There’s a meme going around the web at the moment which reads
“To be in your children’s memories tomorrow, you have to be in their lives today.”
I don’t usually take much notice of those little e-card pictures and funny footnotes posted on Facebook, and apart from a quick giggle they are usually quickly forgotten. But for some reason, that one has stuck with me. It’s definitely something I worry about (as if I need any more to worry about!), as a small part of that bigger whole “am I doing an ok job as a Mum?” question.
My just-4 year old can use a computer scarily proficiently, and is great at getting her own drinks and setting up her own toys. My little one year old is developing her independence every day, and while I think it’s vital that they learn to be self-sufficient, I do find myself wondering if I should be actively making memories for them?
I’m not talking about the big things, the family holidays and big days out. It’s more about the little things. When I think of my own childhood memories, they are of hanging out in my dad’s workshop, gluing stuff to other stuff. Memories of craft projects with my mum, and the smell of the vegetable garden, or being chased with the hosepipe on a hot summer day. I really don’t want my own children to just have memories of the back of mum’s laptop screen. I fear they will remember “shouty mummy” (more about her another day!) more clearly than loving, funny mummy.
My own earliest memory is of standing on a train platform in London, with my mum carrying my brother in a sling, while something else (maybe shopping?) was in the pushchair and I was on foot. The pushchair had wide blue and white stripes, and it was dark. It all ties together to being the winter of 1981, although we’d moved away from London by then, so maybe I am making it up… memories are funny things.
In fact, I’m not sure you can actually contrive to make memories, because the oddest things will stick in a child’s mind, and sometimes be more important to them than you could ever imagine at the time. My brother and I were recently talking to a family friend we used to visit when we were children. I remember her house by the sea, and the summerhouse in the garden where we used to play. My brother remembers the train, and I have no recollection of that at all. We’re both right, of course, and both of those things were there, but somehow we must have been living different summers at the same time. Our memories are not the same at all. Like I said – funny things.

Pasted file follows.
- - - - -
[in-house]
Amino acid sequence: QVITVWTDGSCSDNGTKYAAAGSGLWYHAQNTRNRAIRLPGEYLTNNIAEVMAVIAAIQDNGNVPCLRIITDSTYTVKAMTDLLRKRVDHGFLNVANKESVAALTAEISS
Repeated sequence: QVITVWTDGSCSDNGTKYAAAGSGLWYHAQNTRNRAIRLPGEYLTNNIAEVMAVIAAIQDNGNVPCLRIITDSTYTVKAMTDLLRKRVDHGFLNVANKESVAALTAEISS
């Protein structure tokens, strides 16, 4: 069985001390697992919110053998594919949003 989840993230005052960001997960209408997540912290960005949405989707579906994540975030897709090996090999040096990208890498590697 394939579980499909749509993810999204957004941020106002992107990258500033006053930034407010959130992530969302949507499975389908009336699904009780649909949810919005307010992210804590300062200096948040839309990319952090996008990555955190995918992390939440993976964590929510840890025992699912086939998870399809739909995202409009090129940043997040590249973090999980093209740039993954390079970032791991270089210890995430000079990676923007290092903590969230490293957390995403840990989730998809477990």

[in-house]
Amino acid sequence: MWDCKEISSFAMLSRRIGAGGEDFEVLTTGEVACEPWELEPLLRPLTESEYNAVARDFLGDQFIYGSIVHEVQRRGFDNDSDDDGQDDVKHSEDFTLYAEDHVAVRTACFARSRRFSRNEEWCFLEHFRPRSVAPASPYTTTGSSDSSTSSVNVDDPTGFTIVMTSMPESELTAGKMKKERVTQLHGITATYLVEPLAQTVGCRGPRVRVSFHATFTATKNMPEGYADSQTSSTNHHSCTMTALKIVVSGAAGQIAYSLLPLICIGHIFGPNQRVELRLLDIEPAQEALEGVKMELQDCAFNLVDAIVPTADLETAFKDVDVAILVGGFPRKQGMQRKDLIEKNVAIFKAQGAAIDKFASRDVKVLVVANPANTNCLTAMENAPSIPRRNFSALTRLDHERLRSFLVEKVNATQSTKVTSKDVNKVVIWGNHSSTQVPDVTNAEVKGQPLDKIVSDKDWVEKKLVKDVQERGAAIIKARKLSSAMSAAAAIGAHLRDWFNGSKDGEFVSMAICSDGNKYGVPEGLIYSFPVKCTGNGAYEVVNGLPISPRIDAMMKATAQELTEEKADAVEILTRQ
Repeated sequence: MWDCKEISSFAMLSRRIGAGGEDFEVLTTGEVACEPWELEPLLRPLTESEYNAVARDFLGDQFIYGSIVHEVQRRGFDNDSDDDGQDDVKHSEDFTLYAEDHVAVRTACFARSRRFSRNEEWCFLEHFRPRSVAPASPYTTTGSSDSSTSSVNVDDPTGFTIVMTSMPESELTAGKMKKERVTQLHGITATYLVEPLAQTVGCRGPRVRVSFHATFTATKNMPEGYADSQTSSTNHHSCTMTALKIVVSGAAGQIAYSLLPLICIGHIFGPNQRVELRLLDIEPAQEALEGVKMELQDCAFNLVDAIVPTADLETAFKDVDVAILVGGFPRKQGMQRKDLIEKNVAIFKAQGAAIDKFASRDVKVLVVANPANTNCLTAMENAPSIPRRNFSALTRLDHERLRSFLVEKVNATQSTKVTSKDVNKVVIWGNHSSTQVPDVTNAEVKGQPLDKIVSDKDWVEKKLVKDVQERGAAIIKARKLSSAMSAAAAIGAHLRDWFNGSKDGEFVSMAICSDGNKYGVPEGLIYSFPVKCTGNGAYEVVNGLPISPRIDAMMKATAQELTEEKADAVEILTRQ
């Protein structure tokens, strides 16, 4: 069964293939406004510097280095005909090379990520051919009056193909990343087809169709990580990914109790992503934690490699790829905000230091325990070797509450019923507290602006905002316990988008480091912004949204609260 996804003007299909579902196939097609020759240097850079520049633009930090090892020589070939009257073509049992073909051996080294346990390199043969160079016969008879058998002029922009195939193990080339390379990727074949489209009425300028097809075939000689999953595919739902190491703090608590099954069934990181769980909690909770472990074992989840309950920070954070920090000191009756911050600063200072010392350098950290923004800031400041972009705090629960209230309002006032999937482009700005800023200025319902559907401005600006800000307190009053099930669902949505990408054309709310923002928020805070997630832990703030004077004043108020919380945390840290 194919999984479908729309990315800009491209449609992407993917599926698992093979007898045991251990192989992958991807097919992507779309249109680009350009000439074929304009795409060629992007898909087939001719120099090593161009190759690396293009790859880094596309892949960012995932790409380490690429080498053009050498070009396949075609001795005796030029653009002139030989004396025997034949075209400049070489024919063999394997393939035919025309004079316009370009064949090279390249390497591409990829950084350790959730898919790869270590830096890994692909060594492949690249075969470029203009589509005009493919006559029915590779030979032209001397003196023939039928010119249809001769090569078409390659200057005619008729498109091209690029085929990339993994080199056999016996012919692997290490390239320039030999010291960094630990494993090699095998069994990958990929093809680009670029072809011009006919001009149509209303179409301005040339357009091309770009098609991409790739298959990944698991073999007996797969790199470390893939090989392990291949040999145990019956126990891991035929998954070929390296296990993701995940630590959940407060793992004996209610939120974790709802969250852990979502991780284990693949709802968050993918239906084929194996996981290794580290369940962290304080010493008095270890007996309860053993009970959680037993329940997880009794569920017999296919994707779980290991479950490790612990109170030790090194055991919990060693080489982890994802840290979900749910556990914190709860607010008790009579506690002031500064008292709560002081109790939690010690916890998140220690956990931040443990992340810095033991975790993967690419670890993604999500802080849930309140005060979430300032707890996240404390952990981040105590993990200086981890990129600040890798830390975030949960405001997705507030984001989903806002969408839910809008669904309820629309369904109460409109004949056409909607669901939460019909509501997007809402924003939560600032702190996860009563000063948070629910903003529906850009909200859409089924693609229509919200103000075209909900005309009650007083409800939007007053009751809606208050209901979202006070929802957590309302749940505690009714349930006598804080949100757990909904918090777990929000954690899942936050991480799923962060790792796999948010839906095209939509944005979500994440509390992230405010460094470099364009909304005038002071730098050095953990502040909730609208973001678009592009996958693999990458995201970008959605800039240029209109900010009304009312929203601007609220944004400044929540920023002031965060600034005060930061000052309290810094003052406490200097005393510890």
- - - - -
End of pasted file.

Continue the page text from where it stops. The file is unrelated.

Looking through old photos, I see a little girl, the spitting image of my daughters, getting up to all sorts with her brother and sister and cousins. I don’t remember being her, but my mother can recall the very days the pictures were taken. So the memories we think we’re making for our children could be for us instead.
I thought I would make my own list. It’s from my own childhood, and I guess not all of it would be achievable today, but hey ho, the impossible is what dreams (and memories) are made of:
Where I’m from, Carnival season is like nowhere else on Earth. I mean it – it has to be seen to be believed. AltD1 properly saw her first in October this year. And she still doesn’t believe it.
2. Steam Rallies.
My dad’s an engineer. This year, Alt D1 got her own overalls and learned how to break coal…
3. The Cattle Market at Sturminster Newton
Having lasted 725 years, this was closed in 1997. A sheep once jumped over me there. True story.
4. Camping Out
Speaks for itself really. Tents in the garden, later on the Common. Can I roll river swimming and canoeing into this one?
5. Car boot sales, scrapyards and farm sales.
Chilly early mornings, treasure hunting with my dad. He taught me to haggle at 10: “What’s the best price you can do?” Skills for life, I’d say!
6. Girl Guides and Scouts
Being part of these organisations from the age of 7 gave me so many opportunities. The Alt girls are already on the waiting lists for our local Rainbows. I won’t tell them about the Venture Scouts and the cider though – they can learn that for themselves!
I still have 3. I am blessed.
8. Open house
The saying goes “were you born in a barn?” Well, I was. The door at my parent’s barn conversion home is never closed. Even when it is, friends are always welcome. We loved visitors, whether they just popped in for a piece of mum’s legendary fruit cake, maybe to get my dad to fix something, or overnight stays with bike rides and extra kids to play with. All back to ours? Same still goes at the AltHouse!
9. Saturday morning breakfasts, sausages and bacon from the village, eggs from the back garden.
Mum’s a good cook. That’s all.
We must have argued and fought, but wherever and whatever, my memories are filled with hugs and laughing and belonging. I know that I’m lucky, and I hope the AltDaughters can feel the same one day.